Negative polarity CH HSS sparks G1 – Minor geomagnetic storming

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By The Watchers

An isolated interval of G1 – Minor geomagnetic storm conditions was observed early February 19, 2018, due to the influence of negative polarity coronal hole high speed stream (CH HSS).

Solar activity over the past 24 hours was at very low levels. Earth-facing side of the Sun is spotless once again and there were no Earth-directed coronal mass ejections observed in available satellite imagery.

The greater than 2 MeV electron flux was at normal to high levels (peak flux of 2 795 pfu at 17:50 UTC, February 18) due to the influence of a negative polarity CH HSS while the greater than 10 MeV proton flux remained at background levels.

Solar wind parameters indicated persistent, negative polarity CH HSS influence. Solar wind speed was at approximately 550 km/s around 12:30 UTC, February 18, peaked at 648 km/s at 03:53 UTC today and dropped back to approximately 550 km/s around 12:30 UTC today. Total field achieved a maximum value of 7 nT while the Bz component was variable between +/-5 nT. Phi angle remained in a predominantly negative sector.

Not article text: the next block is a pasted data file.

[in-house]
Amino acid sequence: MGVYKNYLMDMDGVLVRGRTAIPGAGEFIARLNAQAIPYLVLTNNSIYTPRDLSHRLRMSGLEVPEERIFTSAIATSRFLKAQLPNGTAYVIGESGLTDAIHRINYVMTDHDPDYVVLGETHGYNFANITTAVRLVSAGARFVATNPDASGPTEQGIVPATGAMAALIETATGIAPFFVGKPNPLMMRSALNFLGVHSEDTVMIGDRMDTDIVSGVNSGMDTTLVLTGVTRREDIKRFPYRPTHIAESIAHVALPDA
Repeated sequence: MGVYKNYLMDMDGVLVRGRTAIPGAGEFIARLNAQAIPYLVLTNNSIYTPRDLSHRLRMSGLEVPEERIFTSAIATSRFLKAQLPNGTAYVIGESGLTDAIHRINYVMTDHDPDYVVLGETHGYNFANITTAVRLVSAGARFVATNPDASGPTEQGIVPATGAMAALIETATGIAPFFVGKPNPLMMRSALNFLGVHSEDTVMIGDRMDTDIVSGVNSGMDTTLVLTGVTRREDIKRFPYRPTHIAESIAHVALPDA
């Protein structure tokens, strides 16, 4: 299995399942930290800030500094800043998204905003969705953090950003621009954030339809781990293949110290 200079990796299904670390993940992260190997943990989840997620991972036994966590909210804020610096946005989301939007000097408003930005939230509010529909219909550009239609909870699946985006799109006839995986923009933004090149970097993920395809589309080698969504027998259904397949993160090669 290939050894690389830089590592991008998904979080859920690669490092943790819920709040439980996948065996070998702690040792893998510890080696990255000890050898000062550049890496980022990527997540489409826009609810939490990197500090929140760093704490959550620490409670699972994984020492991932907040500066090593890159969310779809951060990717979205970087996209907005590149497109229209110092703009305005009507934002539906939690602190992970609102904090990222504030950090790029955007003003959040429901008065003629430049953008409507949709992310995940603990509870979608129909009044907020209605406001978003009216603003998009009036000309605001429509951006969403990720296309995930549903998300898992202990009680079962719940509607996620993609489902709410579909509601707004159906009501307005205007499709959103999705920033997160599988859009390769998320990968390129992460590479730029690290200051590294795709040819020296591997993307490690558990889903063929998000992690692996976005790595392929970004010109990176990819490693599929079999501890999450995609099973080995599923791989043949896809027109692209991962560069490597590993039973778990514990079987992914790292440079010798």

The geomagnetic field was at quiet to active levels with an isolated period of G1 – Minor storm conditions caused by negative polarity CH HSS.

Estimated planetary k-index February 19, 2018

G1 threshold was reached 02:59 UTC today. Under G1 conditions, area of impact is primarily poleward of 60 degrees Geomagnetic Latitude. Weak power grid fluctuations can occur, minor impact on satellite operations is possible and aurora may be visible at high latitudes.

The geomagnetic field is expected to be at quiet to isolated active levels through February 20 followed by quiet to unsettled levels on February 21 due to persistent CH HSS influence.

Solar activity is expected to be at very low levels over the next three days and the greater than 2 MeV electron flux at moderate to high levels.

Featured image credit: NOAA/SWPC

This post Negative polarity CH HSS sparks G1 first appeared on The Watchers.


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